You absolutely pathetic moron, WHY THE FUCK DO YOU THINK THEY ARE GETTING A LOAN THIS BAD RIGHT NOW, IF IT IS NOT BECAUSE THEY ARE OUT OF MONEY TO PAY SOLDIERS AND ALL THE STUFF. Dont come with your IDIOCY and then pretend you are the one with the moral high about how many suffering Venezuelans will be spared by you ABSOLUTELY IDIOTIC understanding of this. You are LITERALLY arguing giving Maduro 800 million $ now is GOOD. What the fuck do you think he is going to do with it, you cretin? The country is ALREADY BROKE, there is no fucking NEED to give them bad loans for a future default-as-regime-change idiocy; they ALREADY CANT PAY THE ONES THEY HAVE WITHOUT STARVING THE COUNTRY.

            Shut your fucking idiot mouth. We dont need Goldman Sachs help, and by God we dont need an idiot like you giving advice.

        • “CITGO is nothing compared to the value of the actual oil you have in the ground in Venezuela”. The thing is, oil in the ground does not belong to PDVSA, it belongs to the State, PDVSA has a concession to that oil. The sensible thing to do for a future PDVSA is to seek bankruptcy protection, after all, it is a corporation entitled to such a benefit. At this point PDVSA should qualify for a chapter 7 type protection, where all assets are sold and distributed among all creditors (including bondholders as well as commercial and labor claims)

    • Ok….Do you think Chavismo expects to survive unscathed until 2022? If you don’t, then wouldn’t you also think they did this deal knowing that it wouldn’t be their problem anymore by the time the debt collector comes knocking? Will Goldman really say” Oh it’s fine, we will forgive the crippling debt that the next government will inherit so long as they’re democratic because that is the core concept of business, naturally” ?
      And consider the opposite, if this in some magical way ends up working out in their favor, then Goldman also did this knowing what it would mean for ordinary Venezuelans.
      However you spin this, it is fundamentally immoral. This is what American imperialism looks like in its cruelest, basest form when providing CIA consultancy for dictators goes out of fashion.

      • Is this what American imperialism looks like? As opposed to Chinese imperialism when they lend 100 times as much money to Venezuela on onerous terms?

        • This is not what most Americans would want. I’m sure the Average American would be disgusted by this if they had all the facts. The comparisons to the Mortgage crisis are fair. This is how you invite socialism into a country and give capitalism a black eye. Just because it’s legal doesn’t make moral. Goldman should rethink this.

  3. My initial reaction was similar to yours. I am a GS stockholder and never would have supported anything that would put a dime in the regime’s hands.
    On reflection, I don’t think of this as such a negative event. I would rather see this debt in the hands of US investors than coming from China or Russia. The Russians and Chinese must have refused to give the regime any more money. Perhaps they are also recognizing the inevitability of a regime change.
    The US government has enacted laws in the past that force US entities with claims against a country to accept settlements that the US government negotiates. There is a possibility that this could be the final settlement of these bond payments. Goldman Sachs will not get much sympathy if they realize a loss. That is the risk of buying “junk” bonds.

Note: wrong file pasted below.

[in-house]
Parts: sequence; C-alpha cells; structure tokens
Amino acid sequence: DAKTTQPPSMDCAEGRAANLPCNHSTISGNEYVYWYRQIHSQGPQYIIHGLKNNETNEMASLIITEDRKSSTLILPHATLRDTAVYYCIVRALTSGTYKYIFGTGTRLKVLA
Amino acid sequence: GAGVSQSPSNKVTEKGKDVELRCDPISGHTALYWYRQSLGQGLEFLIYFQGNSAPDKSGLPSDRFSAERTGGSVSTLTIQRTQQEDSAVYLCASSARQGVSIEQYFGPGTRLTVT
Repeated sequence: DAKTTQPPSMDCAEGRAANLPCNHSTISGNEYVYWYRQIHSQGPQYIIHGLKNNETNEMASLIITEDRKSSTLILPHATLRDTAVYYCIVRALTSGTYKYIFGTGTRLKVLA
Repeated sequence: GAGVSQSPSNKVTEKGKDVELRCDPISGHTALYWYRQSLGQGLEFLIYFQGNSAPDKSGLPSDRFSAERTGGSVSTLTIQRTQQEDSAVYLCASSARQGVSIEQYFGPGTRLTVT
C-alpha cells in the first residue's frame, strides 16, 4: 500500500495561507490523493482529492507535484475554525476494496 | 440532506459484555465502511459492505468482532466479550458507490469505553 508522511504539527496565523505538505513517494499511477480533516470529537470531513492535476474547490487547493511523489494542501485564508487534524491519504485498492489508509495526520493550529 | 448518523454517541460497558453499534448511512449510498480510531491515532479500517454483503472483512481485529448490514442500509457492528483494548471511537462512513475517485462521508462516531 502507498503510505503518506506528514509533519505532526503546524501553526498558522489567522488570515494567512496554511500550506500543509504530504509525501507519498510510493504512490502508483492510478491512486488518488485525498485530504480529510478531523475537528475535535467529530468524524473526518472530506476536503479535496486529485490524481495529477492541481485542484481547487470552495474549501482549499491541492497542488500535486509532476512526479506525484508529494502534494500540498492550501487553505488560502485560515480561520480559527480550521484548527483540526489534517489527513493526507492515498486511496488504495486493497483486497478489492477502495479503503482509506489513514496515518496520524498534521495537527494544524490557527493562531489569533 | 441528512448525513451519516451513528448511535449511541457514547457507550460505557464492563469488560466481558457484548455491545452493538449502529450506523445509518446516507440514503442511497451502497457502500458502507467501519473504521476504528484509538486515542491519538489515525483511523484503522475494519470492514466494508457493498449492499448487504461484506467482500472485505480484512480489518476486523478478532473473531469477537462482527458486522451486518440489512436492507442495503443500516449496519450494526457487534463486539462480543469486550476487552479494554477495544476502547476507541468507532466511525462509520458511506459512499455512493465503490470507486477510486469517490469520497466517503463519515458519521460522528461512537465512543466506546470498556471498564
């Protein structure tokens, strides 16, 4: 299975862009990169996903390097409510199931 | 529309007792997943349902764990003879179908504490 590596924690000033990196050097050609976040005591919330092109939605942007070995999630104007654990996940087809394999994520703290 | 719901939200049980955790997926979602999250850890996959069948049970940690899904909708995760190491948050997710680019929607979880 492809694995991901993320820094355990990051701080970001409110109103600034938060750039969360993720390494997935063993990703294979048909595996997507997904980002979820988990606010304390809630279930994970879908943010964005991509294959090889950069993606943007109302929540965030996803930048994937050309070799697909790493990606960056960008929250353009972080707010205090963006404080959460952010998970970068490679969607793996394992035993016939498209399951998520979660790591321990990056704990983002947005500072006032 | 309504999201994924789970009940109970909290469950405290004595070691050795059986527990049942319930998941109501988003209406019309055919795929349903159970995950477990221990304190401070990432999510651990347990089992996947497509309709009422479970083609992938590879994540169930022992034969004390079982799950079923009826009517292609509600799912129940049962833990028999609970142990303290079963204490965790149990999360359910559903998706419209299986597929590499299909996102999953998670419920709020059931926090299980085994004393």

The US government will support a new democratic government. That will include aid and IMF loans.
    Now if they could just freeze the funds before they get to the criminals in Caracas.

    • I am not a financial expert, but it seems to me that Goldman has just bought itself a surefire loss, which they can use to offset taxes in the US. They help their stockholders by reducing their own tax liability. The morality of lending to the dictatorship in all likelihood was not considered important, if it was considered at all.

    • As a GS stockholder, you have the blood of those murdered by the government because that is what they have done with your money-paid the military and bought ammo.

  4. Except for the fact that Goldman’s fiduciary duty is to produce profits and they are doing so. The Venezuelan Government duty is the well-being of the citizens, which they are definitely not interested in fulfilling. Not sure this is the right comparison. Since when bankers have to are about the moral implications of their trades?
    Remember the Baron de Rothschild “Buy when there’s blood in the streets, even if the blood is your own”…nothing new under the sun here…

    • We don’t disagree. You are talking about what investors do in fact care about (profit). And I am talking about what investors ought to care about (profit + non-profit considerations, like not lending to gangsters). They are two different things, and they don’t contradict one another.

      • Why do you think the Soviet Union collapsed? Why do you think communist East Germany collapsed?

        These countries collapsed in the 1980s’ because they owed lots of money to western capital they had borrowed and their economies were unsustainable. And guess what? By the 1990’s they were free again and economically recovering.

        The same thing will happen in Venezuela once the Chavistas collapse. The difference is the new non-Chavista government will have lots of oil to sell.

        Goldman Sachs are not acting like investors lending money to Venezuela. They are acting like ruthless Gangsters lending money to Venezuela. And it takes a gangster to kill a gangster. Once this is all over the US congress can pass a law resturcuting US bondholders of Venezuela debt, but only after the Chavistas leave.

        • Eastern Germany had huge streams of inflow from Western Germany. We speak about 2 trillion Euro between 1990 and 2015. Things are getting more normal now.
          We are much less generous to Greece. Once I asked in a forum, if they know a country with similar BIP figures like Venezuela 2013-16. People brought up Greece 2012-16 and they are right.